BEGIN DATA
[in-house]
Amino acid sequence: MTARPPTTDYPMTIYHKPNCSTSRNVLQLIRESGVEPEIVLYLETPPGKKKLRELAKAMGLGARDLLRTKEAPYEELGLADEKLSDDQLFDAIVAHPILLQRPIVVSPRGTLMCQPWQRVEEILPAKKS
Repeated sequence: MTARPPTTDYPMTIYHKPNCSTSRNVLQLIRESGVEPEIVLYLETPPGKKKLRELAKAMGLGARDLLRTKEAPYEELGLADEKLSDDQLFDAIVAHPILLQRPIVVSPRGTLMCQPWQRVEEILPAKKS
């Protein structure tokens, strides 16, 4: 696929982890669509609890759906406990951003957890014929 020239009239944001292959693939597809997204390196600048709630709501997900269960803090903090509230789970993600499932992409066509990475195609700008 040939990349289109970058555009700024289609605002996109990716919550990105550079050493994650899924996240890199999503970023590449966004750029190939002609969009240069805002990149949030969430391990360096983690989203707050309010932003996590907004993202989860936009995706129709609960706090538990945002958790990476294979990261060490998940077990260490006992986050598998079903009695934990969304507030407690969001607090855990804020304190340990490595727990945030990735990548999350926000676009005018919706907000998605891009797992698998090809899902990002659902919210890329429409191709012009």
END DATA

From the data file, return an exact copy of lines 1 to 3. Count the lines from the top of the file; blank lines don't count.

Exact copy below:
[in-house]
Amino acid sequence: MTARPPTTDYPMTIYHKPNCSTSRNVLQLIRESGVEPEIVLYLETPPGKKKLRELAKAMGLGARDLLRTKEAPYEELGLADEKLSDDQLFDAIVAHPILLQRPIVVSPRGTLMCQPWQRVEEILPAKKS
Repeated sequence: MTARPPTTDYPMTIYHKPNCSTSRNVLQLIRESGVEPEIVLYLETPPGKKKLRELAKAMGLGARDLLRTKEAPYEELGLADEKLSDDQLFDAIVAHPILLQRPIVVSPRGTLMCQPWQRVEEILPAKKS